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TWILA J. MITCHELL v. TRAVELERS INSURANCE COMPANY AND PUBLIC SERVICE MUTUAL INSURANCE COMPANY. APPEAL PUBLIC SERVICE MUTUAL INSURANCE COMPANY (10/11/89)

decided: October 11, 1989.

TWILA J. MITCHELL, MOTHER AND NATURAL GUARDIAN OF CARL R. MITCHELL, A MINOR,
v.
TRAVELERS INSURANCE COMPANY AND PUBLIC SERVICE MUTUAL INSURANCE COMPANY. APPEAL OF PUBLIC SERVICE MUTUAL INSURANCE COMPANY



Appeal from the Order dated March 16, 1988, by the Superior Court of Pennsylvania at No. 552 Pittsburgh, 1987, reversing the Order, dated April 15, 1987, and entered on April 22, 1987, by the Court of Common Pleas of Cambria County, Civil Division, at No. 1984-3163 Nix, C.j., and Larsen, Flaherty, McDermott, Zappala, Papadakos and Stout, JJ. Stout, Former Justice, did not participate in the decision of this matter. Papadakos, J., dissents.

Author: Zappala

[ 522 Pa. Page 547]

OPINION

On March 24, 1983, Carl Mitchell was struck by a motorcycle while crossing an alley in Johnstown, Pennsylvania. The motorcycle was owned by Louis Wattman and operated by Michael Wattman. At the time of the accident, the motorcycle was insured by Appellant, Public Service Mutual Insurance (PSMI). Carl Mitchell, a minor, was uninsured and was not covered by any insurance policy providing no-fault benefits.

The minor's mother and natural guardian, Twila J. Mitchell, brought an action on his behalf to recover basic loss benefits against PSMI, as the insurer of the motorcycle, and Appellee, Travelers Insurance Company (Travelers), the designated carrier under the Assigned Claims Plan, asserting that either PSMI or Travelers was the carrier responsible for the payment of no-fault benefits. Both PSMI and Travelers denied liability, alleging that the other was the primary obligor and applicable source of security for the

[ 522 Pa. Page 548]

    payment of basic loss benefits. PSMI also asserted claims for contribution and indemnity against Travelers.*fn1

Cross-motions for summary judgment were filed by PSMI and Travelers seeking a determination of which carrier was liable for payment of basic loss benefits. The trial court entered an order denying both motions. Following PSMI's and Travelers' requests for reconsideration of that order, the trial court entered subsequent orders denying Travelers' motion for summary judgment and granting summary judgment in favor of PSMI.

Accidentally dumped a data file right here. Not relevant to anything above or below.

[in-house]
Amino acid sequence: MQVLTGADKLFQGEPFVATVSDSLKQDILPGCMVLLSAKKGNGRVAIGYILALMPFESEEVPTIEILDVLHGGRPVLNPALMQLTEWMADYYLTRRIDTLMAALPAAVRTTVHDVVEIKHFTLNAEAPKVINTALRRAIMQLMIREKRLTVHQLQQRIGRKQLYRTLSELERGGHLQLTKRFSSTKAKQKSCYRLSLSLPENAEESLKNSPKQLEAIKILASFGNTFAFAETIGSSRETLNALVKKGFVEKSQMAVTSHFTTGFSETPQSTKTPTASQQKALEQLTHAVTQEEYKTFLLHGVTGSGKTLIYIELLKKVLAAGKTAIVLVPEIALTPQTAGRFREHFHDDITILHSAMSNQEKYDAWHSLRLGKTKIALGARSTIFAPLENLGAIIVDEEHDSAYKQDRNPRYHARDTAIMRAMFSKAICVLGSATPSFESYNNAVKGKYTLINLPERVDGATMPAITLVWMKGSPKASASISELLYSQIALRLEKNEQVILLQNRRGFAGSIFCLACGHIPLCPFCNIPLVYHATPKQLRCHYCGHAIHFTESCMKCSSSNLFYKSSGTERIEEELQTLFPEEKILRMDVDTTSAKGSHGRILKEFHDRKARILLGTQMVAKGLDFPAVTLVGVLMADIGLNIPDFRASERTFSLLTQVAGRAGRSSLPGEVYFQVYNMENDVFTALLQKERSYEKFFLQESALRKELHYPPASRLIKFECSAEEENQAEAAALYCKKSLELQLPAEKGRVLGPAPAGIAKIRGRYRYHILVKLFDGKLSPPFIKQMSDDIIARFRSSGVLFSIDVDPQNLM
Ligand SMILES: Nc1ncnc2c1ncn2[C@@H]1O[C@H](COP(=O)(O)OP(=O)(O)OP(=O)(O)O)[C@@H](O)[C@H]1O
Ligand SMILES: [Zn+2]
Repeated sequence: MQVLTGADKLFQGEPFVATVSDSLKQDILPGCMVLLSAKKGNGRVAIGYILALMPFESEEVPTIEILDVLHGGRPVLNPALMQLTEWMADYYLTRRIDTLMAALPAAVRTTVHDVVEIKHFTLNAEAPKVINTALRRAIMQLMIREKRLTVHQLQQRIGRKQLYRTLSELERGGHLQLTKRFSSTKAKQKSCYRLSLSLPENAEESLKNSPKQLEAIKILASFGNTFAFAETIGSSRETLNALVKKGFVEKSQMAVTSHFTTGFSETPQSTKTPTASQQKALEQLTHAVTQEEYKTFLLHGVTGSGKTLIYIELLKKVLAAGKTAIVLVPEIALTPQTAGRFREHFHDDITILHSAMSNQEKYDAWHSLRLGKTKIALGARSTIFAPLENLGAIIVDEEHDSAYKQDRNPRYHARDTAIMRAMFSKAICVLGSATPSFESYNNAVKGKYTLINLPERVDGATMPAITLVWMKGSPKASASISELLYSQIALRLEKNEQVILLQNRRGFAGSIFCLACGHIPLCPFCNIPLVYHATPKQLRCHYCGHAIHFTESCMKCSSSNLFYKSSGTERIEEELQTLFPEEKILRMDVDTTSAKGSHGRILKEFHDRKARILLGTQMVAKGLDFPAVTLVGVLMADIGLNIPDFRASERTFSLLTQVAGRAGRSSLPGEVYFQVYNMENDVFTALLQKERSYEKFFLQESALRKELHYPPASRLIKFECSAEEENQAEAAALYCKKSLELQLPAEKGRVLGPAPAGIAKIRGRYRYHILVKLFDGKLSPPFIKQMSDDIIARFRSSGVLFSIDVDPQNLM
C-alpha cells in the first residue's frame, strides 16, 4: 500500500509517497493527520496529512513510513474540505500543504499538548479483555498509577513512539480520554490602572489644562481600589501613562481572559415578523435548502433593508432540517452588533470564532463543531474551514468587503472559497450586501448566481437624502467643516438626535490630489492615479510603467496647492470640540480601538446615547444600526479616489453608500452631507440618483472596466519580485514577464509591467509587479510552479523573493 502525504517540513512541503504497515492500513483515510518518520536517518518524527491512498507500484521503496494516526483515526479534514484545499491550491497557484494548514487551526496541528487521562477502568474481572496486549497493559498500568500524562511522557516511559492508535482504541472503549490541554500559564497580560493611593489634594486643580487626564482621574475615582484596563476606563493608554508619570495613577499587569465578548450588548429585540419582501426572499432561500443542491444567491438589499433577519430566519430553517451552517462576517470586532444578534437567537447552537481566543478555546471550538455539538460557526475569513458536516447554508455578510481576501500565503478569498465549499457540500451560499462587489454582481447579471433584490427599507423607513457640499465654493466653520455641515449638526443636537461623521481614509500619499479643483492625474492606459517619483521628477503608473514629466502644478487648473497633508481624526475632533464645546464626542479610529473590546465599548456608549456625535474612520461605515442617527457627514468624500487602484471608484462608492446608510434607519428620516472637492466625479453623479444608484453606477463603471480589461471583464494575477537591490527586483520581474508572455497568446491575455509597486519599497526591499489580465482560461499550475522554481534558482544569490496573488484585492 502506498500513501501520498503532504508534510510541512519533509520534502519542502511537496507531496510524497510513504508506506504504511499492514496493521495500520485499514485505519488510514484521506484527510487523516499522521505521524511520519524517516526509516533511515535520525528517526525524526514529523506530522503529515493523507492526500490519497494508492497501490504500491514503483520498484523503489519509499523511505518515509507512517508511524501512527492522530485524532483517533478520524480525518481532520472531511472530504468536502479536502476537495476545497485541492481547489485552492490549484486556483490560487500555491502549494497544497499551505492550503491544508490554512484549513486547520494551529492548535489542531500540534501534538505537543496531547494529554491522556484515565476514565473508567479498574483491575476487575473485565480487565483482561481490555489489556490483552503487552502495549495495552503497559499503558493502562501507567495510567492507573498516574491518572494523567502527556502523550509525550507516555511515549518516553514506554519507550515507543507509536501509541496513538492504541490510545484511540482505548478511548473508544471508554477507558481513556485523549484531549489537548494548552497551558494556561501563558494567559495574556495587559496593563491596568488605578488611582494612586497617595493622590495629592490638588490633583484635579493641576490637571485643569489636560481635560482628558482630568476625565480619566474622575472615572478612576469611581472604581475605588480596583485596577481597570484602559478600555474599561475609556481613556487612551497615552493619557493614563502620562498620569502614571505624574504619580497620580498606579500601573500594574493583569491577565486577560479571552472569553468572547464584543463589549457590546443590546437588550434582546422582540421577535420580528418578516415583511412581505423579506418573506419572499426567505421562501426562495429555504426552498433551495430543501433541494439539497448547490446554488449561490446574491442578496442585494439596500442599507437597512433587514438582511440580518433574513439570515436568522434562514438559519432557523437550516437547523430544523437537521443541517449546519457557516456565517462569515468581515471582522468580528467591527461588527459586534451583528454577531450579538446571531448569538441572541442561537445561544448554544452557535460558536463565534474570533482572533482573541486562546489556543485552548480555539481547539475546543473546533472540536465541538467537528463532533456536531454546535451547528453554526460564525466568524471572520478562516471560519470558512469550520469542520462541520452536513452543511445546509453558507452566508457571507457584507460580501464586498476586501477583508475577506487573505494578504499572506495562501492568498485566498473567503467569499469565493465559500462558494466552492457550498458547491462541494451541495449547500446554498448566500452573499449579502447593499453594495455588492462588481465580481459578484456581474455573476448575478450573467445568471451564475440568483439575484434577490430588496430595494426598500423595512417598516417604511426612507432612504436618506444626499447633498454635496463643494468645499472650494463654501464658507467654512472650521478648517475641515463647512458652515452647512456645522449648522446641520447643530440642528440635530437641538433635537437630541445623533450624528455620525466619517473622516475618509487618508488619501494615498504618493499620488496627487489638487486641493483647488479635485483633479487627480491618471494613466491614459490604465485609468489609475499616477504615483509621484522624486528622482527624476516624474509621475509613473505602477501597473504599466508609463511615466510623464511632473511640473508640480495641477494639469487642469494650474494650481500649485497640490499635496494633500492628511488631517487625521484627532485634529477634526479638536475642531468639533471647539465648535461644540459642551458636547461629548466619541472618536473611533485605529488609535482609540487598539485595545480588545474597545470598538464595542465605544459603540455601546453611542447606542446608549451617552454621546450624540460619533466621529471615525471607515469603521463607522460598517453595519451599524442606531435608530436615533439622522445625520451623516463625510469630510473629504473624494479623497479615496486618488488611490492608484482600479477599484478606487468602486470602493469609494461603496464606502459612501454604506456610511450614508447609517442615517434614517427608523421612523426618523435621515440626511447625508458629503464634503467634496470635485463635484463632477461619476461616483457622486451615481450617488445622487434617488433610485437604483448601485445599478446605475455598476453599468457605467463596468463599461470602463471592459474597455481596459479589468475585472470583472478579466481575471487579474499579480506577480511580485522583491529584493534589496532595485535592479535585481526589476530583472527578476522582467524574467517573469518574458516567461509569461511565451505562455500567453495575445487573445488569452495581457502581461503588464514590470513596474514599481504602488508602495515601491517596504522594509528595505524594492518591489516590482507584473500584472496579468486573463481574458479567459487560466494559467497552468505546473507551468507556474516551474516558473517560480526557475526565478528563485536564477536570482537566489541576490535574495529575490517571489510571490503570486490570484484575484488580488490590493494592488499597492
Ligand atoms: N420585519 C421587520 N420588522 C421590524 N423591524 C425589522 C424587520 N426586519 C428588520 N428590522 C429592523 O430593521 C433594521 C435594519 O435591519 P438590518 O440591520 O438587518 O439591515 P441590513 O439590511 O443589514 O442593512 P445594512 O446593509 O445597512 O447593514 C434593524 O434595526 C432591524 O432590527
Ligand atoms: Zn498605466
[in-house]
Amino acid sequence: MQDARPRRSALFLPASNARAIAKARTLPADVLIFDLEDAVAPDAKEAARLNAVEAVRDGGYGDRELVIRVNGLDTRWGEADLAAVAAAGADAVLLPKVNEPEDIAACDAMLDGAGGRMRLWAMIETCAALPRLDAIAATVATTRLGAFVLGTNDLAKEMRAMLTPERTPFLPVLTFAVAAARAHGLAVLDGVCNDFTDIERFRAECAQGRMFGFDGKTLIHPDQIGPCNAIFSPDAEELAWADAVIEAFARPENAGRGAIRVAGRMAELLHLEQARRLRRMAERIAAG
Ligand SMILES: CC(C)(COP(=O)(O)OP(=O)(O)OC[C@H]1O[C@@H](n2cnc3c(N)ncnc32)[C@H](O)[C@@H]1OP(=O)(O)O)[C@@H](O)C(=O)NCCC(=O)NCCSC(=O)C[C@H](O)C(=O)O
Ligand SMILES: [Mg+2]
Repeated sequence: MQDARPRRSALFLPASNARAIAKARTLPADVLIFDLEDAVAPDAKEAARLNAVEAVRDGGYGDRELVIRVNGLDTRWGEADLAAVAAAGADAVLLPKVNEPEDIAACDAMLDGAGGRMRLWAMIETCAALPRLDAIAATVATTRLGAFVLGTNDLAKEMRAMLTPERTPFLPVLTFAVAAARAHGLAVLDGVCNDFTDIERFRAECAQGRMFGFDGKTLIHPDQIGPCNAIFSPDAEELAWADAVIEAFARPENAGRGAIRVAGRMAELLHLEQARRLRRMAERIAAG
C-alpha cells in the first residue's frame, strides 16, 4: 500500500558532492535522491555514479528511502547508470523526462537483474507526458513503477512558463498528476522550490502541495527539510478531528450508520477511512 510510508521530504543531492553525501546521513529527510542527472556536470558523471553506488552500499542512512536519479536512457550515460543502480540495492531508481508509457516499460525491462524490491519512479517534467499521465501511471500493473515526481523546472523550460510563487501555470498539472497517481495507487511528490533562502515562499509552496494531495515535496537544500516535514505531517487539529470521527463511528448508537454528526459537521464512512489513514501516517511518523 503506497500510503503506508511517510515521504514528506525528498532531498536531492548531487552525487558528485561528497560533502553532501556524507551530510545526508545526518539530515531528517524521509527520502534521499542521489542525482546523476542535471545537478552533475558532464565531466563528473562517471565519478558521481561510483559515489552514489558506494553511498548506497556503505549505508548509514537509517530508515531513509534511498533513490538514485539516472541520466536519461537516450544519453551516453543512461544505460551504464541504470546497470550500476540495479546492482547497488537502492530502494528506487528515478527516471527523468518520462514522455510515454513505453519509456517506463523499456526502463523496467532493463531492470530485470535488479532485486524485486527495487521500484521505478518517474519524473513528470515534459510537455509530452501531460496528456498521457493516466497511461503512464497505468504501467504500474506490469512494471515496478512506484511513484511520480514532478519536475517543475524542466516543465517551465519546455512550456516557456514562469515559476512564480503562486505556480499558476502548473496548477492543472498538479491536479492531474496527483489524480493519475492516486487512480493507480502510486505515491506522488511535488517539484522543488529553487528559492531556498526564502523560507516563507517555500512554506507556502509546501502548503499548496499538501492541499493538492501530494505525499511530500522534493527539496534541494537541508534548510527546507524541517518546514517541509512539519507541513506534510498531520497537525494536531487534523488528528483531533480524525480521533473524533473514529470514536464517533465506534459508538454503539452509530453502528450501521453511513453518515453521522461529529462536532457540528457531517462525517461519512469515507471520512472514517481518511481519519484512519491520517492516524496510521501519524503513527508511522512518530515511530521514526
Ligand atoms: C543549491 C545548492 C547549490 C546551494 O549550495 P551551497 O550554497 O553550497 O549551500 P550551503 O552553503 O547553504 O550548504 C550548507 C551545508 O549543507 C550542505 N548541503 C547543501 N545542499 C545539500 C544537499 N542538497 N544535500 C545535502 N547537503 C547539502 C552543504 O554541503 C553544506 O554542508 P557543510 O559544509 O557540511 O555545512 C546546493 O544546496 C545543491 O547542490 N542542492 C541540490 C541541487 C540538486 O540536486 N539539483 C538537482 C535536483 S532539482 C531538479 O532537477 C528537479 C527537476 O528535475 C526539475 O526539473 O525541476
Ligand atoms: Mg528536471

Travelers filed an appeal from the order granting summary judgment to PSMI. The plaintiff did not appeal. The Superior Court reversed, holding that PSMI was the applicable security for payment of the no-fault benefits. 372 Pa. Super. 105, 538 A.2d 1372 (1988). The matter was remanded for further proceedings to resolve the issue of the effect of a general release of PSMI executed by the plaintiff. We granted the petition for allowance of appeal of PSMI and now affirm the order of the Superior Court.

PSMI presents two issues for our review. First, whether Travelers had standing to appeal from the trial court's order granting summary judgment to PSMI. Second, whether the insurer of a motorcycle or the Assigned Claims Plan carrier is required to pay basic loss benefits pursuant to the Pennsylvania No-Fault Motor Vehicle Insurance Act when an uninsured pedestrian is struck and injured by a motorcycle.*fn2

PSMI contends that Travelers lacked standing to appeal from the final order granting summary judgment in its favor and dismissing the plaintiff's claims against it. PSMI characterizes Travelers as nothing more than an "officious intermeddler." The Superior Court's determination

[ 522 Pa. Page 549]

    that Travelers had standing is challenged on the basis that Travelers was not an aggrieved party affected by the trial court's ruling.

PSMI's arguments ignore the No-Fault Act's hierarchical structure establishing the applicable source of no-fault benefits and the nature of the plaintiff's claim. As the Superior Court recognized, the only real issue raised by the plaintiff was which of the two insurance carriers was required to pay the basic loss benefits. The plaintiff's complaint identified PSMI and Travelers as the two potential alternate sources of those benefits. The plaintiff's primary interest was in recovering those benefits, not in identifying which carrier was ultimately responsible for payment.

The responsibility for payment was disputed by the carriers themselves, with each pointing to the other as the responsible party. The issue that is the subject of the litigation required the lower courts to determine as a matter of law whether PSMI or Travelers was responsible. By holding that PSMI was entitled to summary judgment and that Travelers was not, the order granting summary judgment necessarily resolved the issue of Traveler's liability as well as that of PSMI.

PSMI asserts that the Superior Court erroneously relied upon this Court's decisions in East Broad Top Transit Co. v. Flood, 326 Pa. 353, 192 A. 401 (1937) and Schwartz v. Jaffe, 324 Pa. 324, 188 A. 295 (1936), and its own case of Carollo v. Forty-Eight Insulation, Inc., 252 Pa. Super. 422, 381 A.2d 990 (1977). PSMI attempts to distinguish those cases on the basis that they involved tort claims brought against multiple defendants with claims for indemnity and contribution. The cases cited by the Superior Court are not distinguishable on that basis.

In Schwartz, supra, we stated,

As the question to be decided where a plaintiff sues more than one defendant is the liability to the plaintiff of one or more of the defendants, they should be put on equal terms concerning that liability, and the one on whom ...


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